It’s no secret that Nashville is a music town—heck, it’s right there on the signs: “Welcome to Nashville—Music City, USA.” And, to be fair, it’s a reputation that’s been earned. If you go more than a few days without seeing a musician of at least some renown—which is not to say a celebrity—you probably aren’t trying hard enough. We also have more studios and home studios than any place on earth (possibly excepting New York and L.A.), and loads of guitar boutiques and hundreds upon hundreds of venues for these musicians to share their gifts, starting with open mic nights at the local bar and increasing in size all the way up to Nissan Stadium, where the likes of The Rolling Stones and Guns ‘N’ Roses have set down their amps.
We also like to listen to music here in Nashville, and for that (if you’re doing it right), you need record stores. Fortunately, we have some excellent ones. There’s The Groove in East Nashville, housed in a comfortable old bungalow. Vinyl is king here, of course, and there are loads of new releases as well as a great selection of used wax, including a strong 45s and a soul/R&B/hip hop section. Also on sale: graphic novels, music magazines (including some hard-to-find British ones), cassettes (!), and more.
Perhaps Nashville’s most well-known record store (possibly excepting downtown’s Ernest Tubb Record Shop, which has been slingin’ hot platters of music since 1947), Grimey’s is also the record store you’re most likely to see a visiting band either hanging out in (Metallica’s Lars Ulrich is a fan any time he’s in the area), or playing in (frequent in-stores include artists from Mumford and Sons to Ty Segall). The shop recently moved to a new location on Trinity Lane which also houses a used bookstore and other goodies.
There’s also Jack White’s Third Man Records, which boasts many Watkins grads and only sells records put out by, well, Third Man Records (as well as a slew of other fun marginalia and kitsch collectibles). Pro Tip: follow Third Man’s socials for news of super-limited live shows (Sleep, Parquet Courts, The Raconteurs) in the Blue Room, located inside the complex. The venue only holds a couple hundred people, max, and there are few better places in Nashville to see a show.
Having stocked up on records, now it’s time to do some instrument shopping. Three of the best are Fanny’s House of Music, Gruhn Guitars, and Carter Vintage Guitars. Fanny’s, located in the heart of East Nashville, is female-owned and lacking in all the usual attitude for which big-box guitar stores are (in)famous. Featuring a wide range of the quirky and the cool, it also has a great selection of acoustic instruments and offers lessons for young and old, beginner and advanced.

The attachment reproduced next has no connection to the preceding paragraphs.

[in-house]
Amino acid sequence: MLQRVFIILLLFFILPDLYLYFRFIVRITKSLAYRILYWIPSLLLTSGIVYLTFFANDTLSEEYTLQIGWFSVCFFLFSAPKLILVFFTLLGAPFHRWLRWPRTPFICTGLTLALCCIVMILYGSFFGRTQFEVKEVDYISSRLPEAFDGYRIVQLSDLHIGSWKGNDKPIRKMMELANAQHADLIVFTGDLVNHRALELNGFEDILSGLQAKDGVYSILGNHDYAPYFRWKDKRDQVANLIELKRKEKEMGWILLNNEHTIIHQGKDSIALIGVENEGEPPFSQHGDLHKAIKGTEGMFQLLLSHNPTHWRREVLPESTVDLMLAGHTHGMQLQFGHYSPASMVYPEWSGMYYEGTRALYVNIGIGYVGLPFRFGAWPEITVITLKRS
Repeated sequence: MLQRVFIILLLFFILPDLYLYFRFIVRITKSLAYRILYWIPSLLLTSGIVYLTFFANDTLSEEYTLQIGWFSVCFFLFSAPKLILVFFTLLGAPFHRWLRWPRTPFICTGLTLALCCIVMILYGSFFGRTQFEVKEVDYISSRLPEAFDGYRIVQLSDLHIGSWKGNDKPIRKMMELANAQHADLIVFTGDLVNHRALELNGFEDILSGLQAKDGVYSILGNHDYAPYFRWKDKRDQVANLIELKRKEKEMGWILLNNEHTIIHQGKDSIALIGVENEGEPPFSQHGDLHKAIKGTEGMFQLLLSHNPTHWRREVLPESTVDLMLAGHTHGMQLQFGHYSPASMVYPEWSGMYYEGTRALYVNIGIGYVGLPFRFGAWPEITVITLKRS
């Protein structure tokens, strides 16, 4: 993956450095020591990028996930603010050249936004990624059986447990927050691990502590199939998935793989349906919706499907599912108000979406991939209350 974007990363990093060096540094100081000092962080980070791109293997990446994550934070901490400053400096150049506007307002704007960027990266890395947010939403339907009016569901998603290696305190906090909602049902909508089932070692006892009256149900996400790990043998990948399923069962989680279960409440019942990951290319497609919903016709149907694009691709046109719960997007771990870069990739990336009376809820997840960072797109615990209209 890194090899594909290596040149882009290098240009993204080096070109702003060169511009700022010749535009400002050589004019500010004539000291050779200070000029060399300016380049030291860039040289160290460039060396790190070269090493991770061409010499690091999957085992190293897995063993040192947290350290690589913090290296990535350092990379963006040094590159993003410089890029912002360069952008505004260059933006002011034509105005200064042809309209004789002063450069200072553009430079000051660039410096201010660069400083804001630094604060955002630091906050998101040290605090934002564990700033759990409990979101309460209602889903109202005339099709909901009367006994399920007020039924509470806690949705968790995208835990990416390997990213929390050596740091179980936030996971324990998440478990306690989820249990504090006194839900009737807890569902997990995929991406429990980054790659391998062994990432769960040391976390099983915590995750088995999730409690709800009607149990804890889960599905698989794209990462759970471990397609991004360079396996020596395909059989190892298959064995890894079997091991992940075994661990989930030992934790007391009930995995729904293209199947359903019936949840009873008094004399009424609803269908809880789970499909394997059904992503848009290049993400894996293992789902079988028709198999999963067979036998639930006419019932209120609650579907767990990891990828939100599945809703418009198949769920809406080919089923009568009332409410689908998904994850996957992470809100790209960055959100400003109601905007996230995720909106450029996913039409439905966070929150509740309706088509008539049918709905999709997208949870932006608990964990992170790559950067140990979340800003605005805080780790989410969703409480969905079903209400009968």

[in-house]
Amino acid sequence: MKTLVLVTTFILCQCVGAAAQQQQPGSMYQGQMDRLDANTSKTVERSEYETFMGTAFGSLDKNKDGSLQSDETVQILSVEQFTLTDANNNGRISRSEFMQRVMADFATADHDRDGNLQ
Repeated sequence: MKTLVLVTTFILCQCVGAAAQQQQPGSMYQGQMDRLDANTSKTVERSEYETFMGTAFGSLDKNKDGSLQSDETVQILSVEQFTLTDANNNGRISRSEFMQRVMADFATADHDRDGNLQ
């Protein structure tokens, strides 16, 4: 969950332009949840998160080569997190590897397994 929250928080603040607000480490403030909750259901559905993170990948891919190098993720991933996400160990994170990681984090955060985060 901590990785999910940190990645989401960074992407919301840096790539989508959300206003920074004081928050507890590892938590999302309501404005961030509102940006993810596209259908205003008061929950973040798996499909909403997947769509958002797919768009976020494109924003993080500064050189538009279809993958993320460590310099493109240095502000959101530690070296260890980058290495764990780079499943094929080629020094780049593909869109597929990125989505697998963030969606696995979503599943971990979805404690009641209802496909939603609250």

Gruhn Guitars is the granddaddy of Nashville music stores and a great low-key place to catch rock music celebs when they’re in town. Gruhn’s inventory ranges from the high-hundreds price range up to the “you could sell your house and that still might not be enough” echelon. That said, no one in town knows more about stringed instruments—their history and their value. The one exception may be Carter Vintage, which, while only in business a few years, has one of the world’s foremost collections of fine vintage instruments. Already a favorite among area musicians, it’s also developing considerable word of mouth among the touring set.
Once you’ve bought music to listen to and instruments to play it on, you need inspiration. No visit to Nashville is complete without a visit to the venerable Ryman Auditorium, a venue so revered and boasting such amazing acoustics that it doesn’t matter who’s playing there on a given night (or indeed, if anyone’s playing—they also offer tours). Elvis Presley, Hank Williams, Patsy Cline, Louis Armstrong, and Johnny Cash (who met his future wife June Carter here), have all played the Ryman. The venue continues to host a wonderfully curated roster of shows to this day. Want to check out the acts that will be playing the Ryman in a few years? Check out 3rd and Lindsley. Besides being wonderful incubators for local musicians, each club also books a wonderful selection of up-and-coming acts that you’ll pay 10 times as much to see in five-to-10 years (if you haven’t written them off for having “sold out,” that is).